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Topic: Number of variables needed to axiomatize first order predicate calculus?
Replies: 6   Last Post: Mar 15, 2013 11:25 PM

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Graham Cooper

Posts: 4,495
Registered: 5/20/10
Re: Number of variables needed to axiomatize first order predicate calculus?
Posted: Mar 15, 2013 4:46 AM
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On Mar 13, 5:54 pm, George Greene <> wrote:
> On Mar 8, 6:02 pm, Frederick Williams <>
> wrote:

> > It is well known that at least three variables are needed to axiomatize
> > sentential calculus, by which I mean that at least three letters are
> > needed to write down the axioms and rules.

> Come ON!  You can't take your own question seriously until
> and UNLESS YOU FIRST *specify* a *specification*LANGUAGE*!!
> The specification-language you used to specify the axioms of
> propositional calculus
> is one that NO ONE HAS *EVER* seen used IN ANY other context!
> It basically just copies the grammar of the underlying language AS
> namely first-order, without ANY PRETEXT of explication!  It
> universally quantifies
> over the things that it is trying to "specify", even though universal
> quantification
> is EXPLICITLY PROHIBITED in the object-language and even though this
> specification
> language itself does NOT explicitly contain any quantifier-symbols!
> It is EASY to
> "get small" if you just LEAVE OUT WHOLE CHUNKS of explication of what
> you
> are doing!
> The use of ","(comma) and "/"(slash) for clarifying that from some
> finite collection
> of input sentences, you can infer some other finite collection of
> output sentences,
> IS (thank god) used elsewhere and I suppose that could be tolerated as
> being a
> paradigm-wide linguisitic convention for the specification of logics-
> as-collections-
> of-rules-in-general ANYway.  You could certainly begin this quest by
> saying that you
> would like to state all the inference rules of first-order logic using
> this comma/slash
> framework.
> But in general it is just going to be MUCH HARDER because arguably THE
> important inference rule in FOL is NOT an inference rule simpliciter,
> but RATHER
> a META-inference rule, or, literally, a SECOND-ORDER*FIRST-ORDER*-
> inference-rule,
> namely, UNIVERSAL GENERALIZATION, in which you infer a sentence in FOL
> (a universally
> quantified sentence) NOT from some prior collection of sentences but
> rather FROM A *PROOF*!
> Basically, from [ B |- phi(x) ], where B is a finite set of sentences
> with x not occurring in them,
> you infer Ax[phi(x)].  The mere DARING of this NESTING of "|-" -- not
> to mention, HOW MANY
> VARIABLES does it take TO EVEN STATE the non-occurrence clause?? --
> the rule could
> basically be written [ B |- phi(x) ] |- Ax[phi(x)]  -- oh, and HOW
> take to explain what x *as*parameter*of*phi(.)* means, as OPPOSED to
> what variables
> mean in other contexts -- remember, in your propositional/0th-order
> treatment, variables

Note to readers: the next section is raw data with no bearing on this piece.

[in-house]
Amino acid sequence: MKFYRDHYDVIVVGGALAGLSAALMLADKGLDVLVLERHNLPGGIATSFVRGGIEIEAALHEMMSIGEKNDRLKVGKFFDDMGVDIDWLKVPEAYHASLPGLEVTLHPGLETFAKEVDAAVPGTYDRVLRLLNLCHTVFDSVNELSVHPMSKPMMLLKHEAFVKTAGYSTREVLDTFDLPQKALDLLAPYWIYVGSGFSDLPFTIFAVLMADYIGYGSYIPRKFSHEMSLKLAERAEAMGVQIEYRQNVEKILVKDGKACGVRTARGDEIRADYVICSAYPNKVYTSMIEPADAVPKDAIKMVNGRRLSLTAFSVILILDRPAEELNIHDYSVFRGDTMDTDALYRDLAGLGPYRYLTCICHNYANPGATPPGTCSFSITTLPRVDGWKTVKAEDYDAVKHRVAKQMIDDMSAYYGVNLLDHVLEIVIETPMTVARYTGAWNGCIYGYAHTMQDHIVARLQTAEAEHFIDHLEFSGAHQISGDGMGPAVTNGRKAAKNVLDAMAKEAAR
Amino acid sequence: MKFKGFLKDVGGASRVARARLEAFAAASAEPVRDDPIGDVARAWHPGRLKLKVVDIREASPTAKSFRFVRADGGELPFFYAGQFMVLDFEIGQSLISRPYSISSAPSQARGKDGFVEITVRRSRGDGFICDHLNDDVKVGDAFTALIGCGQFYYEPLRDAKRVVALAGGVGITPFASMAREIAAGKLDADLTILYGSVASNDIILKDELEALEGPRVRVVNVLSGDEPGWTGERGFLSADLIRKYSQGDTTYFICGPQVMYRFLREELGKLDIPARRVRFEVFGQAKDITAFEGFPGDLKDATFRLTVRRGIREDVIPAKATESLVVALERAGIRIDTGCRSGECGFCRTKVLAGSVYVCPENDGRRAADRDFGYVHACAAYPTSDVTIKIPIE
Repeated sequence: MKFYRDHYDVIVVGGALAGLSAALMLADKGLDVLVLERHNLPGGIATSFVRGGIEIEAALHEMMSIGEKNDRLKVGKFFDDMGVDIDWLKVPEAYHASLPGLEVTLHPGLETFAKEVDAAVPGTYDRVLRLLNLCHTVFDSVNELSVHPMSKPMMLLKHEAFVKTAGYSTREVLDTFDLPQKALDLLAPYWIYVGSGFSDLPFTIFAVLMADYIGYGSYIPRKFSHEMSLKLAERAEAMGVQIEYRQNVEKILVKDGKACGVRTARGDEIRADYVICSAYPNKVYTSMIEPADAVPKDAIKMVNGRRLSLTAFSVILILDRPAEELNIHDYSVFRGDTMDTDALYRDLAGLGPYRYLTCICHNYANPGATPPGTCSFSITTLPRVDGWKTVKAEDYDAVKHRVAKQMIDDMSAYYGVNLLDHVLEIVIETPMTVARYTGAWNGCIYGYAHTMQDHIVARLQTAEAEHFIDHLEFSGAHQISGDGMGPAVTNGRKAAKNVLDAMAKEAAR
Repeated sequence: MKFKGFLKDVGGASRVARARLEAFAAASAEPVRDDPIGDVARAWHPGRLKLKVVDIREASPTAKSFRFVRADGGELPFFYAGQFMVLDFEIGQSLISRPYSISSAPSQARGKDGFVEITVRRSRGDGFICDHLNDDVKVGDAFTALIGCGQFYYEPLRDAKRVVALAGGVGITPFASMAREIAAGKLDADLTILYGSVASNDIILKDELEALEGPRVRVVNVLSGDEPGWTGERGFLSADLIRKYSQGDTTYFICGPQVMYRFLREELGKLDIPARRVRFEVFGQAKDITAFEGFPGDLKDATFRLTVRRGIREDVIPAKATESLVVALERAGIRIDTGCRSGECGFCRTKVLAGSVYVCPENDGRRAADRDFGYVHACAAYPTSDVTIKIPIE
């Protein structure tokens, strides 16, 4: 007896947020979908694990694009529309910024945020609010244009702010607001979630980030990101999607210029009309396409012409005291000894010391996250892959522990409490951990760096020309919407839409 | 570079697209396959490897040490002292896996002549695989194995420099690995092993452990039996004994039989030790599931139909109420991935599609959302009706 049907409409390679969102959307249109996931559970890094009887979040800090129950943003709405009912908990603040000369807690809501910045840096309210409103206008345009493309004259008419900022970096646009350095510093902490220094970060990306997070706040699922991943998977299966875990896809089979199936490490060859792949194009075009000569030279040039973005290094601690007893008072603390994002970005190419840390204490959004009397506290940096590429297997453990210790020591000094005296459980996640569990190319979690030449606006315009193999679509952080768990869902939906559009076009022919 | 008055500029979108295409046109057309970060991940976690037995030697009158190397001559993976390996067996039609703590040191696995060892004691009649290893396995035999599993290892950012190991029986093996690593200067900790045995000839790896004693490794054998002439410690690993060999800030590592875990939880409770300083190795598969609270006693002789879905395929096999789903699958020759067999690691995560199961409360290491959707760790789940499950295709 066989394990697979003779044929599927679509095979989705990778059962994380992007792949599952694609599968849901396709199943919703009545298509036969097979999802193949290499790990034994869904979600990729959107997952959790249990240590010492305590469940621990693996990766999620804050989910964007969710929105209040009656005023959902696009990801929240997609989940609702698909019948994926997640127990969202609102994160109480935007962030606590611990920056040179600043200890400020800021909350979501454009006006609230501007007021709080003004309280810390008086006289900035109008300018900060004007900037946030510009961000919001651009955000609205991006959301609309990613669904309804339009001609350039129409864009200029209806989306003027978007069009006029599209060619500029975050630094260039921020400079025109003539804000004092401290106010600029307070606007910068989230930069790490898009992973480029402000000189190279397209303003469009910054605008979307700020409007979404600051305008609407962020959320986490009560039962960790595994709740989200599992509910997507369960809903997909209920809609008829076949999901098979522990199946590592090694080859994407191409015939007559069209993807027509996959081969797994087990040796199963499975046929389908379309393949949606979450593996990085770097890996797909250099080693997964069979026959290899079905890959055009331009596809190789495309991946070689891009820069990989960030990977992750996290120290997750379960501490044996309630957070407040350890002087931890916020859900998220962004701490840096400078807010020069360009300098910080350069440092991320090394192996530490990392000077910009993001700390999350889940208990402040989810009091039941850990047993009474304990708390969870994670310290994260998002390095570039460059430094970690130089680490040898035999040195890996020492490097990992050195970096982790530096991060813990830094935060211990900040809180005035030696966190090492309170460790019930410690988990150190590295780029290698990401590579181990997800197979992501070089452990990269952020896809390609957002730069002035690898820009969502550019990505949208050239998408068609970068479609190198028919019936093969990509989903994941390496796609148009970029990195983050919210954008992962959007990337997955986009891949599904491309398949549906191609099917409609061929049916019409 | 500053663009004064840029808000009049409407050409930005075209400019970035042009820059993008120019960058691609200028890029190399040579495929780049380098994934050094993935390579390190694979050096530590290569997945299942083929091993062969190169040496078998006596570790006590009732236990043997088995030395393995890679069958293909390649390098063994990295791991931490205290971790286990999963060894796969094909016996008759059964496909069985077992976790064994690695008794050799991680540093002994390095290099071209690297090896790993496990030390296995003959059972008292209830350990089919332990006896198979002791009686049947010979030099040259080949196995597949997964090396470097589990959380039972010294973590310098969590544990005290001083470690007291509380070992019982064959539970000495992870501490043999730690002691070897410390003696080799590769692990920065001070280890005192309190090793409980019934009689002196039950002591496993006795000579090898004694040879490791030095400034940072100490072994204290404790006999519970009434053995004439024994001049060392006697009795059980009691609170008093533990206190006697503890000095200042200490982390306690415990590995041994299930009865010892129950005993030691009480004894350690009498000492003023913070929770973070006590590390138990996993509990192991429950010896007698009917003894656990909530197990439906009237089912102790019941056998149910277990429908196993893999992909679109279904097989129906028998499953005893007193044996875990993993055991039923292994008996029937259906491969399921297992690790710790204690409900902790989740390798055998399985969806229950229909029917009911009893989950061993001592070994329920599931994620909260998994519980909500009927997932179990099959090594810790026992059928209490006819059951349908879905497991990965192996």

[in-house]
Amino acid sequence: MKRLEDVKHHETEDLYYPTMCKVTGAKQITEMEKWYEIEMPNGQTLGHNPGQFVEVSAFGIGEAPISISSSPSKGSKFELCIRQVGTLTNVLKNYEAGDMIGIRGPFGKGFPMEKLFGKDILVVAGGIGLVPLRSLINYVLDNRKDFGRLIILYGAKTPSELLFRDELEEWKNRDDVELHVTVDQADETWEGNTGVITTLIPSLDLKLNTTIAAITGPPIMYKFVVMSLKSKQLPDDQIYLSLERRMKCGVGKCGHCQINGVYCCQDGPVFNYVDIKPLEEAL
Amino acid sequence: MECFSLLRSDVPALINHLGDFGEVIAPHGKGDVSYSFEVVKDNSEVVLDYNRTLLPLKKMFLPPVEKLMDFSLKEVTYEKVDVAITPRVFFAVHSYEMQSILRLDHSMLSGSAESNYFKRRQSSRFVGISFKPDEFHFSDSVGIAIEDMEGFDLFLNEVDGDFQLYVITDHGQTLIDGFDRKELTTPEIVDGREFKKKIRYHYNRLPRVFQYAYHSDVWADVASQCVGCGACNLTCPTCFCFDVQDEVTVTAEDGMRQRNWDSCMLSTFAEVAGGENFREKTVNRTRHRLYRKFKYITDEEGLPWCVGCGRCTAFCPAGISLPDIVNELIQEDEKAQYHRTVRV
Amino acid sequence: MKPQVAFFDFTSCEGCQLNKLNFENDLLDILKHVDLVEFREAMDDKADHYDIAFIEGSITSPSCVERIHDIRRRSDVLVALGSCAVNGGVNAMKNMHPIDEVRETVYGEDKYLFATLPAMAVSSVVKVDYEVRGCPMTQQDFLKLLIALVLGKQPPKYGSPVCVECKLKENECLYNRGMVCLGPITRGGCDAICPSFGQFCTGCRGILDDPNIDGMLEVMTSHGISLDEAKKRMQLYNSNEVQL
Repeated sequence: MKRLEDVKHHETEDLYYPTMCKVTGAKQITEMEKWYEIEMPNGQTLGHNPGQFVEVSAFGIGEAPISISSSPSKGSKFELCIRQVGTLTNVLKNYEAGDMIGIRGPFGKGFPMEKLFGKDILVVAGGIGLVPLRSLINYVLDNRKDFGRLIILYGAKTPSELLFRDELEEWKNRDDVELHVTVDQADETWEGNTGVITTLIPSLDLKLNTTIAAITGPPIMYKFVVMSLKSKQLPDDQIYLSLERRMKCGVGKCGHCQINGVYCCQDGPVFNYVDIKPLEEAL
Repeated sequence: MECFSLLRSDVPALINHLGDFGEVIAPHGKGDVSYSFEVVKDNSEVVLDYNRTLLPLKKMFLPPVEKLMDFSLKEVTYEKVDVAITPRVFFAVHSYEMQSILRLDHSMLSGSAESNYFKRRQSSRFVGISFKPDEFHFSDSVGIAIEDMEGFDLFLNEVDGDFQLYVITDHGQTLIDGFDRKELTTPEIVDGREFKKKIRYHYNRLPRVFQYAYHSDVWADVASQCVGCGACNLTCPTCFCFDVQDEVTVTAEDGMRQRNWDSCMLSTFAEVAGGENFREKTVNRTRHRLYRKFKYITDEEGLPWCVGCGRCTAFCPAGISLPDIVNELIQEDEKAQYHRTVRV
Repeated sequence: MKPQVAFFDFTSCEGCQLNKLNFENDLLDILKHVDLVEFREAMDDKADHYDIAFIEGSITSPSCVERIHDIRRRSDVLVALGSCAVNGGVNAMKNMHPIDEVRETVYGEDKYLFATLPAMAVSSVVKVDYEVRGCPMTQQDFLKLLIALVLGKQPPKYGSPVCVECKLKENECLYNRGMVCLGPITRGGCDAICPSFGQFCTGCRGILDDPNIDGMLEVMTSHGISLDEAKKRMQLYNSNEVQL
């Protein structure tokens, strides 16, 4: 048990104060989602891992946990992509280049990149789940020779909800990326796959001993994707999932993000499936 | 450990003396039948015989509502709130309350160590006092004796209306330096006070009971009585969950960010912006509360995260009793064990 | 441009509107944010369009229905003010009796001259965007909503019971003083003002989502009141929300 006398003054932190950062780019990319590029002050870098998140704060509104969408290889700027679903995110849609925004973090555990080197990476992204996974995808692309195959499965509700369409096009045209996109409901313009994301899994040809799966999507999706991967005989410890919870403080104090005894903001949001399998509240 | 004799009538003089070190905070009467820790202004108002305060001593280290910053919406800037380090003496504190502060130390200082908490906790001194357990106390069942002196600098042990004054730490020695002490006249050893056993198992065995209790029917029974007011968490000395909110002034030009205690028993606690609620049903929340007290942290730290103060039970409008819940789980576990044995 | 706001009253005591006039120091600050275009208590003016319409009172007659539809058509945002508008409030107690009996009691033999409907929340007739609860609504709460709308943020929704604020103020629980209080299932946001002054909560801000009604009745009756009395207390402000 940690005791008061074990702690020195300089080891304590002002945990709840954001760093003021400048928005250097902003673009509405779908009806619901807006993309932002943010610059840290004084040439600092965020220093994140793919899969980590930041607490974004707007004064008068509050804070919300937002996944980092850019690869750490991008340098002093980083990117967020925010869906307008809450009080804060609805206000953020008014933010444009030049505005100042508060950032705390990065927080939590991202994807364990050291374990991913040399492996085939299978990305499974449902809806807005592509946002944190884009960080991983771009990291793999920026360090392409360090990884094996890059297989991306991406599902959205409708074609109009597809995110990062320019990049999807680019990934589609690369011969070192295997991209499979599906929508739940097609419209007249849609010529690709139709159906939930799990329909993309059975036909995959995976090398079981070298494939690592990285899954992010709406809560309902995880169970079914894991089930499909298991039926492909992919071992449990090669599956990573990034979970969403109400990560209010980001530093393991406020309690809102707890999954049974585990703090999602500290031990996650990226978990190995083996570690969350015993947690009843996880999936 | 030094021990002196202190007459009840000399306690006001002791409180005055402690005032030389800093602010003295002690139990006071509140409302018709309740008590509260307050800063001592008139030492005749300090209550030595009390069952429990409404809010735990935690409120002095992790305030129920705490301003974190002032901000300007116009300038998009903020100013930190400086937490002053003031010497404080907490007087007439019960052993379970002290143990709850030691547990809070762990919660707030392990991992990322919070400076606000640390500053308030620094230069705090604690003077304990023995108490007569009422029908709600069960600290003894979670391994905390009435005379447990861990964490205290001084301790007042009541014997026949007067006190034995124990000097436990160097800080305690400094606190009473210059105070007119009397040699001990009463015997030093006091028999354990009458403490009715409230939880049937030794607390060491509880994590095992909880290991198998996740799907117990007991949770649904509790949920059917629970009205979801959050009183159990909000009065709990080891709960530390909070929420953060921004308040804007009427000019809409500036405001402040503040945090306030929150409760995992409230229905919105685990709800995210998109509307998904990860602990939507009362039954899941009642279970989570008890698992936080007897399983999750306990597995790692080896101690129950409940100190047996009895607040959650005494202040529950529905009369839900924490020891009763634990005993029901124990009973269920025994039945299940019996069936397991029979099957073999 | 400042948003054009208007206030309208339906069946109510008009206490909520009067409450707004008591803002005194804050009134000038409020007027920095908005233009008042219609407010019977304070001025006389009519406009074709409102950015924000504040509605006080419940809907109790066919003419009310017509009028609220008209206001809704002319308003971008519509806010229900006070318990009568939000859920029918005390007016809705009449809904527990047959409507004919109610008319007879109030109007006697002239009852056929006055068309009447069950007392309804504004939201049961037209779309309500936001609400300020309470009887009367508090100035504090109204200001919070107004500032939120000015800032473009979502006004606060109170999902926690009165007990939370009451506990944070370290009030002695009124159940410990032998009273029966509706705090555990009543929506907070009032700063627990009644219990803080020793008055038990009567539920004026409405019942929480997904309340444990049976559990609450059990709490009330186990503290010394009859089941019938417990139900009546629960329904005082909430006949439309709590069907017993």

> ONLY meant PROPOSITIONS -- is certainly BEYOND the pale of ANY
> specification language that you might have been trying to use FOR ANY
> OTHER purpose!
> If the language in which you are doing this is not CONSTANT (or at
> least constant in
> paradigm or parametric profile) across the various languages&levels-of-
> logics that
> you are investigating, then "the number of variables it takes" is just
> not going to be
> meaningful as a metric.  Oh, yeah, and then you also have to ask how
> many variables
> it takes to explain what kind of thing "phi(.)" is.  Phi(.) is after
> all ITSELF a universally
> quantified VARIABLE.

Eventually you should arrive at a n-OL logic with syntax complex
enough to encapsulate n-OL.

But 2OL needn't be MORE complex SYNTAX, just fewer restrictions.

e.g. lowercase = terms, uppercase = variables

add( M, 0, M )
add( M, s(N), (S) ) <- add( M, N, S ).

P(s(0)) <- ( P(X) -> P(s(X) ) & P(0) )

this is HIGH ORDER PROLOG where predicates may be VARIABLES and match
to generic prolog clauses. e.g. P could match with notsmallest(X),
where notsmallest(X)->notsmallest(X+1)


Now all the AXIOMS of the theory may be written in a SUBSET of the
full 1OL.

e.g. HORN CLAUSES using only

p1(...) & p2(...) & p3(...) -> pa(...)


What you want to look for is a SUBSET of the (1OL) language that can
perform some computational feat - e.g. be Turing Machine Equivalent.

Horn Clauses have this property since

UNIFY( f(a,b,c...) , f2(z,y,x,...) )

which finds a COMMON predicate between 2
is Turing Equivalent.

Then this computation method must be utilised to EXPAND on the limited
2OL syntax.


The way I do this is using Naive Set Definition to specify which
variable in each predicate a SET is referencing.

e( A, evens ) :- even(A).

*this example is simple, even() only has one argument.

Then I can process ALL() quantifiers via Set References, rather than
explicitly stating which term to Quantify over in Quantified Logic
style.. A(x), p(...x...) >=...
which is rather messy with partial formula insides hanging out like


So yes you can INCREASE the complexity of 2OL syntax, but it's going
to get convoluted with string processing and looking inside predicate
types, or you can use a subset of 1OL syntax to write the axioms which
work on a simpler processing system which can still do the computing
work necessary.

e.g. Not All Numbers Are Evens

~A(X) e( X, evens )

I bypass referencing internals by using Set Referencing

!(ss( nats, evens ))

Not all members of nats are members of evens.


which is in Horn Clause format same as 2OL axioms and computable!

!(ss( S1, S2 ) <- intersect( S1, !(S2)).

A 2OL Axiom.

(which will return the 1st ODD when invoked)



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